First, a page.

“During the recertification process,” the response continues, “the 2018 SROs learned that they would not be allowed to complete the final phase of re-certification without a ‘notice of hire.’ This was the first instance that current OCSO leadership learned that the statutorily required ‘notices of hire’ were never filed, with the MCJA, when the County hired the SROs in 2018. Sheriff Wainwright’s command staff searched the limited departmental records that were available but were never able to locate ‘notices of hire,’ for the 2018 SROs, and thus, worked with the MCJA to ascertain what would be required and/or acceptable to resolve the absence of the 2018 ‘notices of hire.’”

That matter was later resolved when Wainwright and the two officers in question met with the MCJA.

The third situation noted in the commissioners’ motion to seek Wainwright’s removal is tied to the commissioners’ investigation in November 2023 that Wainwright asked one of his deputies to go easy on a woman who had received a traffic citation.

In response to that finding, Wainwright had offered an apology, admitting that he “overstated his authority as sheriff and using inappropriate language” in anger when instructing the deputy not to issue the ticket. He also admitted he violated Maine’s Law Enforcement Code of Ethics by asking his deputy to show favor to someone, and assured the public that he was seeking management training classes.


In his response on Wednesday, Wainwright expanded on the circumstances surrounding that complaint.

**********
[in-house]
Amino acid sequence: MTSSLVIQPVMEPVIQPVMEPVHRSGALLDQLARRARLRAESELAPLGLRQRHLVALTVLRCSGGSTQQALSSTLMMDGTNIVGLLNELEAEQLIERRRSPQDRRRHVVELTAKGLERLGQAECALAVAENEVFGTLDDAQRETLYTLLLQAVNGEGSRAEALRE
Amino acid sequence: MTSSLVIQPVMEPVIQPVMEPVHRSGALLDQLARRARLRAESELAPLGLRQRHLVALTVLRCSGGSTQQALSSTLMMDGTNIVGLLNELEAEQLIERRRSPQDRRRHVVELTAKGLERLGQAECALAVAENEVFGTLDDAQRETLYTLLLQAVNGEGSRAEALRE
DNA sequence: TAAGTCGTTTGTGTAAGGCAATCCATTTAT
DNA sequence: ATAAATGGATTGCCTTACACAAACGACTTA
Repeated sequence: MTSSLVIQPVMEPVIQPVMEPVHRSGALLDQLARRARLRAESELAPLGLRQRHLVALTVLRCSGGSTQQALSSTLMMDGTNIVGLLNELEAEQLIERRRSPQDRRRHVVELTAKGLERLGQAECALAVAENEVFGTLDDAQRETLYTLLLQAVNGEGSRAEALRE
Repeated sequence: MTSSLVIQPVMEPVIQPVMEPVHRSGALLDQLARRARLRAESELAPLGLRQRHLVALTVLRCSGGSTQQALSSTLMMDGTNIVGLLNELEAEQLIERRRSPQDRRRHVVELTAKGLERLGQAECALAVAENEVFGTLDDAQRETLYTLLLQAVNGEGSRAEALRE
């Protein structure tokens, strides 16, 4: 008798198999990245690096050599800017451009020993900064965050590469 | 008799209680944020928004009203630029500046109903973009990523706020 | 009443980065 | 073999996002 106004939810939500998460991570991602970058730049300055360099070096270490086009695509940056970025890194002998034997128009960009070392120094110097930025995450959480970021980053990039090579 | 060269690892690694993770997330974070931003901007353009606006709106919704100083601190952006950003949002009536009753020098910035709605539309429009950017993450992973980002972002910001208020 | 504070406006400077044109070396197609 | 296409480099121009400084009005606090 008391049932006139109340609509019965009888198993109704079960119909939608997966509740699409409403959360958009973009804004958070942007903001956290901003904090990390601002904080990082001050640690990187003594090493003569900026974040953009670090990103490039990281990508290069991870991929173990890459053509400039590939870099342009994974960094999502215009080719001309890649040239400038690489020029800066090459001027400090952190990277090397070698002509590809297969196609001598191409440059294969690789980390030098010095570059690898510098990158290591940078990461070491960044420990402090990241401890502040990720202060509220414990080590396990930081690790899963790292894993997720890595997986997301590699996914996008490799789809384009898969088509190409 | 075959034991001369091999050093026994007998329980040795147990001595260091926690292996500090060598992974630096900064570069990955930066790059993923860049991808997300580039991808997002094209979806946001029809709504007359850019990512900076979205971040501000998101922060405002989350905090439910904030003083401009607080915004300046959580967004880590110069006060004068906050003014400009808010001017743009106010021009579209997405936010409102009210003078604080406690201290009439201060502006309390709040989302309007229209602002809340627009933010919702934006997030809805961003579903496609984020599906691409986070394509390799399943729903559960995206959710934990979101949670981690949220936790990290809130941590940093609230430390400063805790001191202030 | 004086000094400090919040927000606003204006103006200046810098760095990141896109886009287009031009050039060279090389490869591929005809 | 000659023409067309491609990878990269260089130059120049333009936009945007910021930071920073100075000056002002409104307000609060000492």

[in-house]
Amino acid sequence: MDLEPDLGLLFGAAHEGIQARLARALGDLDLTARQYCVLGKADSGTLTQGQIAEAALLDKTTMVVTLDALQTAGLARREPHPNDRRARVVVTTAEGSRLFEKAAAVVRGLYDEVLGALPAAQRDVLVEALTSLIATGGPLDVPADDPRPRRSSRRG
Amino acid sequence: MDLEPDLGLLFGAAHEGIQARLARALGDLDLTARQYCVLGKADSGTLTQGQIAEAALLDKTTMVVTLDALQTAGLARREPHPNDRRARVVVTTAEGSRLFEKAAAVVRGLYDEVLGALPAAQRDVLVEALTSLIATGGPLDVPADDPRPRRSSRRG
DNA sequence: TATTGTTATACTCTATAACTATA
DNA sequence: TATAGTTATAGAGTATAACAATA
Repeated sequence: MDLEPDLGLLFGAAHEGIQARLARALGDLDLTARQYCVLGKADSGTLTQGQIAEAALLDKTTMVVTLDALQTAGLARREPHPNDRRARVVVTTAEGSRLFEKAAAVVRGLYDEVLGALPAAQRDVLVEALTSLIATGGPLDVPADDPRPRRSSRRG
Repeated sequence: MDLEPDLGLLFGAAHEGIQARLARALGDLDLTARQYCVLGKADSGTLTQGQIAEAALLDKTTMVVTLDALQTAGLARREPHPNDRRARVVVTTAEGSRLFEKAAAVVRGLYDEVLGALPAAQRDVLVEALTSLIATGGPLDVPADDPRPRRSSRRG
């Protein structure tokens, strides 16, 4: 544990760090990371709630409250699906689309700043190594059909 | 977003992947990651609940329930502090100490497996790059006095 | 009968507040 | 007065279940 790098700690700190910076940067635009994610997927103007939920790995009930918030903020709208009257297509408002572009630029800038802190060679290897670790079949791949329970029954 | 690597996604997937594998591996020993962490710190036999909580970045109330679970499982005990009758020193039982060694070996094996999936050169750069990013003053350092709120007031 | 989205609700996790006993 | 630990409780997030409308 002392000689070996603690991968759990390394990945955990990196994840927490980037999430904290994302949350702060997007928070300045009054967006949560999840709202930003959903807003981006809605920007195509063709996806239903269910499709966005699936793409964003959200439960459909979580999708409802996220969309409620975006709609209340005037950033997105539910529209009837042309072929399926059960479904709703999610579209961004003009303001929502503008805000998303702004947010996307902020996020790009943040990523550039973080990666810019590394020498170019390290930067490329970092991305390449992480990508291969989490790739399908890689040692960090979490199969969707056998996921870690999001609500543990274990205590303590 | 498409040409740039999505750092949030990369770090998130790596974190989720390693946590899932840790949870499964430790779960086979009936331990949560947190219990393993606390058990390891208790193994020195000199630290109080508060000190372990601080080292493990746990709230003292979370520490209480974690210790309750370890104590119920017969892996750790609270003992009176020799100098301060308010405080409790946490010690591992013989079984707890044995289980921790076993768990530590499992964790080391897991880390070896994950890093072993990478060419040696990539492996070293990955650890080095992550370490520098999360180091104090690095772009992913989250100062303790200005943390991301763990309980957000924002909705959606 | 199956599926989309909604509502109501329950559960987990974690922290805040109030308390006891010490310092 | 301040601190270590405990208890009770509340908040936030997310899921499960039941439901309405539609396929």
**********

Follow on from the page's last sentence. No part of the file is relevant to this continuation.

“On September 24, 2022, Sheriff Wainwright attended a charity event for a community member suffering from terminal cancer,” according to the response. “While there he overheard the woman’s sister describe an encounter with a new OCSO deputy, while enjoying a day of distraction with her sister, that resulted in receiving a ticket of some kind. Sheriff Wainwright recognized this woman as a former high school classmate of his brother. She did not approach Sheriff Wainwright and certainly did not ask for his assistance, directly or indirectly.

“In early November 2022,” the response continues, “Sheriff Wainwright saw the Deputy working at a local football game. Sheriff Wainwright approached the Deputy and relayed the details of the two sisters situation, what he overheard at the charity event, highlighted that he did not even know the status of the ticket, e.g. what the ticket was for, whether it had already been resolved or not, but asked the Deputy: ‘Given the circumstances, if it does go to court and if there is anything you could do, he would appreciate it.’

“That was the sum of the conversation and the end of Sheriff Wainwright’s interest in the matter. Sheriff Wainwright does not dispute having that conversation, the contents thereof, or the rationale behind the conversation with the Deputy. Where the dispute lies is in the events that followed and their proximity to Election Day, during a very competitive contest for the Sheriff’s Office.”

Wainwright lives in Canton and has worked for the Oxford County Sheriff’s Office for more than 30 years, starting as a patrol deputy when he was 19 and working his way up the ranks. He was elected sheriff in 2018, winning the position in a contest against former Sheriff James Theriault, and was reelected in 2022.

If Wainwright is removed, the governor will appoint an interim sheriff to serve until the next scheduled election.

According to the executive order issued last month to establish the hearing process, the governor’s order also states that “if the hearing officer (Alexander) determines that the evidence presented constitutes probable cause of criminal activity, he shall make such reports as he deems appropriate to law enforcement for further investigation.”

And, if the hearing officer “determines that the evidence presented raises substantial questions about the professional conduct of any member of law enforcement, he shall make such reports as he deems appropriate to the Maine Criminal Justice Academy.”

Staff writer Mark LaFlamme contributed to this report.